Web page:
So the neuropsychologist report said...NORMAL????

Discussion in 'General Parenting' started by MidwestMom, Jun 22, 2011.

  1. SomewhereOutThere

    SomewhereOutThere Well-Known Member

    Ok, I'm just getting over my shock.

    Jumper couldn't read at eight and had an IEP and she still struggles in her grades at school. She ended up with a B and three C's. The math C was a D until the last two days. She did extra credit. She says she doesn't understand math. Her pre-ACT score testing that they take in high school were below average. So we had a long neuropsychologist test in which Tom and I also had to fill out three long forms each.

    Today neuropsychologist called me. He told me she tested normal or above normal (but mostly normal) in every single area. She does not have ADD either according to him. She could pay attention. She is not impulsive. She has an average IQ. She has no signs of mental illness and seems "delightful." So why isn't she doing better in school?

    He said the one area she kept on coming short on, both in her long, long school records and while testing was her effort. She apparently is not taking advantage of her homework study hall and before/after 1-1 teacher help. Grrrrrrrrrrr. She told us she was. Of course, sports take up a lot of time after school. Taking them away from her won't will only depress her. But she can go to the before school help, even if she has to miss after school help. Kids don't go at both times anyway. We also talked about her extreme test anxiety so she will be seeing a counselor. He said she needs one...nobody super-special, just somebody who will help her feel better about her ability to learn and not to freak out during tests. Ok, we will. Do I believe it?

    I'm not sure. Jumper is ademant that she is trying as hard as she can. But she constantly tests the same exact way. That's why they took away her IEP. He said she is NOT learning disabled. Right now Jumper is at basketball camp and hub and I are going to talk to her when she gets home. We are going to talk to her in a helpful way, not critical, but we are letting her know we are going to check to make sure she goes all out to get the help available to her. And she will have to go to counseling or no sports (yes, if she refused counseling THEN we'd take away her sports, but she may roll her eyes at the idea...still she will agree to go).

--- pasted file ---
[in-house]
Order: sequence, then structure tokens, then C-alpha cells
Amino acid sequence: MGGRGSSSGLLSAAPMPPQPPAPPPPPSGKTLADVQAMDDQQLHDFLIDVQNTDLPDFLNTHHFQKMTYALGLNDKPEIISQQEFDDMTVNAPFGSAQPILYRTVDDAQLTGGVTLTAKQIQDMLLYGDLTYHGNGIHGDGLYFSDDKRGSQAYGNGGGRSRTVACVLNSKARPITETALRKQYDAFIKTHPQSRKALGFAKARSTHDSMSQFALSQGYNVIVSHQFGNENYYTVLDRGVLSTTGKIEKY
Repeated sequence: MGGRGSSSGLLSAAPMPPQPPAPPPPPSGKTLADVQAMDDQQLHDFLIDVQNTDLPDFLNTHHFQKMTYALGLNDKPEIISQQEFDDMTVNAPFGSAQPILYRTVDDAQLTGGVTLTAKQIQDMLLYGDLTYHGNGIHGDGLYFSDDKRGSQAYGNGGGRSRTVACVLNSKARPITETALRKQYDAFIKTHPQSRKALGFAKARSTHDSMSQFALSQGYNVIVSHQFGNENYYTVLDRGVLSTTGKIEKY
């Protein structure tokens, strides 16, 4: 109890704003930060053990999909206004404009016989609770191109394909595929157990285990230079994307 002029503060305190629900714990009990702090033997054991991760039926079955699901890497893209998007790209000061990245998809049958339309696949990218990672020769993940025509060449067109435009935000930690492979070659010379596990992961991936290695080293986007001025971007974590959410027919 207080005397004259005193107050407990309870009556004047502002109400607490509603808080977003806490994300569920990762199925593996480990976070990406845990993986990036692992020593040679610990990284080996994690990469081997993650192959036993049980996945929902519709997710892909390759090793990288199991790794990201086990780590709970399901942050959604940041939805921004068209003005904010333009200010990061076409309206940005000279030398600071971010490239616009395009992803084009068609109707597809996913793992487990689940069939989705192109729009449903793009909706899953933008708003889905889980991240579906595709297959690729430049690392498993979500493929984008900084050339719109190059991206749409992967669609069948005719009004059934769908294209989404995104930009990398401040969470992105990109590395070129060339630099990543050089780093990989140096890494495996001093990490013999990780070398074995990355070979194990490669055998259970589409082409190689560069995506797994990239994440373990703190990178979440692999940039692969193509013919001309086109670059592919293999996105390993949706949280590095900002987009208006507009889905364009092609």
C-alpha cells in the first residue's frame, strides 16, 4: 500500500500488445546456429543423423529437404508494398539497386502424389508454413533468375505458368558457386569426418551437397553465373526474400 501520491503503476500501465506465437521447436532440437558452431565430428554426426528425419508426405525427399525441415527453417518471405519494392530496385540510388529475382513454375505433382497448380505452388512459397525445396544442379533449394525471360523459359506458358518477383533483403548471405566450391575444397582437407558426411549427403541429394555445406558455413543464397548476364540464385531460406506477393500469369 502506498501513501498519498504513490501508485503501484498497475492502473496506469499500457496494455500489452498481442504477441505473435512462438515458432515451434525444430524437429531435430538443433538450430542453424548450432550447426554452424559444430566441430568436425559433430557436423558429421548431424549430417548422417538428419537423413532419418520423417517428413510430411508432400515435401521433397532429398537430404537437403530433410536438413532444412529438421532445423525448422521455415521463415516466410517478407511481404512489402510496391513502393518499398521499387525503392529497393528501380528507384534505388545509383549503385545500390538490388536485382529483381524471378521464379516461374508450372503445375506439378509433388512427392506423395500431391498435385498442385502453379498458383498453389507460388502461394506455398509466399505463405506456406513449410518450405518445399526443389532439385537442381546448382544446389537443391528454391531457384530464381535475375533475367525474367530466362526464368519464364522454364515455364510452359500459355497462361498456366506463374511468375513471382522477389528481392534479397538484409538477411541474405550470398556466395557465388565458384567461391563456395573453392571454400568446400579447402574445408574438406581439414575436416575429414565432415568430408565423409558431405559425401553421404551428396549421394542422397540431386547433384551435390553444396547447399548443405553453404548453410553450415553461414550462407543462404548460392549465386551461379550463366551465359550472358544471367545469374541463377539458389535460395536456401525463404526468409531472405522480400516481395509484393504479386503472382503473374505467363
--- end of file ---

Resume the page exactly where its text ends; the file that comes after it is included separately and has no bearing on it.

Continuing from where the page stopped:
I'm really nervous about this. She couldn't read at eight, but now she keeps testing as if she has no learning issues at all (in spite of sub-par grades). She's still getting tutoring this summer. I'm really nervous about the coming year and I'm so confused and...stunned.

    Oh, yeah. Her memory tested normal too. What's the deal??? He told me this is very rare. Kids brought into his clinic almost never test out as normal in all areas. Lucky me! I mean, I AM lucky, what? She's STILL behind in school. He said he thinks she should still keep her 504 because her grades are behind her ability.
  2. DaisyFace

    DaisyFace Love me...Love me not


    That's unexpected.

    Were you allowed to see all the results? Sometimes average/above average does not tell the whole story.

    It has been explained to me that it is not the SCORES themselves that are most revealing on these tests - but rather, the variances between the scores that indicate a "disability". For example, I know a person who earned a perfect score in the reading/verbal portion of the tests and then scored average in the math/numeric postion of the tests. You could say, well, both scores were in the average/above average range. BUT the large discrepancy between the verbal and the numeric actually indicates a disability in Math - despite the 'average' score.
  3. KTMom91

    KTMom91 Well-Known Member

    Miss KT is just the opposite. She tests HORRIBLY but gets (mostly) decent grades.

    Jumper's hearing and vision are all normal as well? If she really is trying as hard as she can, then I don't know.
  4. Ktllc

    Ktllc New Member

    I don't know if it is a correct analogy, but that popped in my mind: let's imagine a young person who really sucks at sports... would people conclude that person is physically disabled in some way? probably not.
    Maybe, school work is just not her thing. It does mean you or her should give up on it, but maybe try to keep in mind that school is not life. It is a very specific environment that just does not agree with everybody. It is very important right now, but once she gets out of school she will have so many more ways to shine. I personally know a lot of people who struggled in school and now live avery fullfilling and successful life. I'm sure you guys do to.